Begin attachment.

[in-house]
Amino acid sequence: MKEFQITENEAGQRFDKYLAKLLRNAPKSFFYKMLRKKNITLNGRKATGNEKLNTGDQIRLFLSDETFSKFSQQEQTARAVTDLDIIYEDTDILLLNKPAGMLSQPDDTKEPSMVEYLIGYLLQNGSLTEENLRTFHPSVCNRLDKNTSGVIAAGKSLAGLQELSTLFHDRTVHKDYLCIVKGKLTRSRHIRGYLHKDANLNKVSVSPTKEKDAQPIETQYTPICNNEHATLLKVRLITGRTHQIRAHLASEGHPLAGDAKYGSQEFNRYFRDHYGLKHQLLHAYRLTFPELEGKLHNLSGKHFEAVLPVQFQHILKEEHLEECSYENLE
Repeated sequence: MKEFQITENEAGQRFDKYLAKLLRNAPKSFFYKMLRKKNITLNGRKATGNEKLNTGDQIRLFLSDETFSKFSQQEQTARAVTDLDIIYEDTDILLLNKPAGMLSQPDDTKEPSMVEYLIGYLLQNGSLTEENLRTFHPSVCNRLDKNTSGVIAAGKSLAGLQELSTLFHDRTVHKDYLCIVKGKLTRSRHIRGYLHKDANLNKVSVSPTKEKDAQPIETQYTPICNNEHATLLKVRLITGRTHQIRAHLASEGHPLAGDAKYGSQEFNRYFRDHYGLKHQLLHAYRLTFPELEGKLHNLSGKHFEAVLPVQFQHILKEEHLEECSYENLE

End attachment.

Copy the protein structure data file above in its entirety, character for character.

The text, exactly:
[in-house]
Amino acid sequence: MKEFQITENEAGQRFDKYLAKLLRNAPKSFFYKMLRKKNITLNGRKATGNEKLNTGDQIRLFLSDETFSKFSQQEQTARAVTDLDIIYEDTDILLLNKPAGMLSQPDDTKEPSMVEYLIGYLLQNGSLTEENLRTFHPSVCNRLDKNTSGVIAAGKSLAGLQELSTLFHDRTVHKDYLCIVKGKLTRSRHIRGYLHKDANLNKVSVSPTKEKDAQPIETQYTPICNNEHATLLKVRLITGRTHQIRAHLASEGHPLAGDAKYGSQEFNRYFRDHYGLKHQLLHAYRLTFPELEGKLHNLSGKHFEAVLPVQFQHILKEEHLEECSYENLE
Repeated sequence: MKEFQITENEAGQRFDKYLAKLLRNAPKSFFYKMLRKKNITLNGRKATGNEKLNTGDQIRLFLSDETFSKFSQQEQTARAVTDLDIIYEDTDILLLNKPAGMLSQPDDTKEPSMVEYLIGYLLQNGSLTEENLRTFHPSVCNRLDKNTSGVIAAGKSLAGLQELSTLFHDRTVHKDYLCIVKGKLTRSRHIRGYLHKDANLNKVSVSPTKEKDAQPIETQYTPICNNEHATLLKVRLITGRTHQIRAHLASEGHPLAGDAKYGSQEFNRYFRDHYGLKHQLLHAYRLTFPELEGKLHNLSGKHFEAVLPVQFQHILKEEHLEECSYENLE